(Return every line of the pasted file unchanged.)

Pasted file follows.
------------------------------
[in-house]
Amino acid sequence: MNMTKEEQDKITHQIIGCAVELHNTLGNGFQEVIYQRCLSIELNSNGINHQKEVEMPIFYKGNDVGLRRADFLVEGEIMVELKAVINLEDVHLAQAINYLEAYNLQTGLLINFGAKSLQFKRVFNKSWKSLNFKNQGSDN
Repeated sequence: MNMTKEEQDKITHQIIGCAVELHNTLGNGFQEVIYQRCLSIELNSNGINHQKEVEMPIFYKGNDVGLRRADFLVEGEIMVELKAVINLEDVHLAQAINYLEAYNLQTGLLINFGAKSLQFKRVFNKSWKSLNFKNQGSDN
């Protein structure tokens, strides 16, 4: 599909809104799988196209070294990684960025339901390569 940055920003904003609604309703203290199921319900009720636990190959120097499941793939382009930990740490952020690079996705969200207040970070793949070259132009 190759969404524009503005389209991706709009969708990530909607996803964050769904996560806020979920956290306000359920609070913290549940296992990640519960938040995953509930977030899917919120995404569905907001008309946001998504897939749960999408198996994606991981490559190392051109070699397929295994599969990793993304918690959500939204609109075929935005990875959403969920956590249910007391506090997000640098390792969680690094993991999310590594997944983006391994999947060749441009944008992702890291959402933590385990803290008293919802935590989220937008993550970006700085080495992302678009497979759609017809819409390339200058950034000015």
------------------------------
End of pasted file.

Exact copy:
[in-house]
Amino acid sequence: MNMTKEEQDKITHQIIGCAVELHNTLGNGFQEVIYQRCLSIELNSNGINHQKEVEMPIFYKGNDVGLRRADFLVEGEIMVELKAVINLEDVHLAQAINYLEAYNLQTGLLINFGAKSLQFKRVFNKSWKSLNFKNQGSDN
Repeated sequence: MNMTKEEQDKITHQIIGCAVELHNTLGNGFQEVIYQRCLSIELNSNGINHQKEVEMPIFYKGNDVGLRRADFLVEGEIMVELKAVINLEDVHLAQAINYLEAYNLQTGLLINFGAKSLQFKRVFNKSWKSLNFKNQGSDN
């Protein structure tokens, strides 16, 4: 599909809104799988196209070294990684960025339901390569 940055920003904003609604309703203290199921319900009720636990190959120097499941793939382009930990740490952020690079996705969200207040970070793949070259132009 190759969404524009503005389209991706709009969708990530909607996803964050769904996560806020979920956290306000359920609070913290549940296992990640519960938040995953509930977030899917919120995404569905907001008309946001998504897939749960999408198996994606991981490559190392051109070699397929295994599969990793993304918690959500939204609109075929935005990875959403969920956590249910007391506090997000640098390792969680690094993991999310590594997944983006391994999947060749441009944008992702890291959402933590385990803290008293919802935590989220937008993550970006700085080495992302678009497979759609017809819409390339200058950034000015």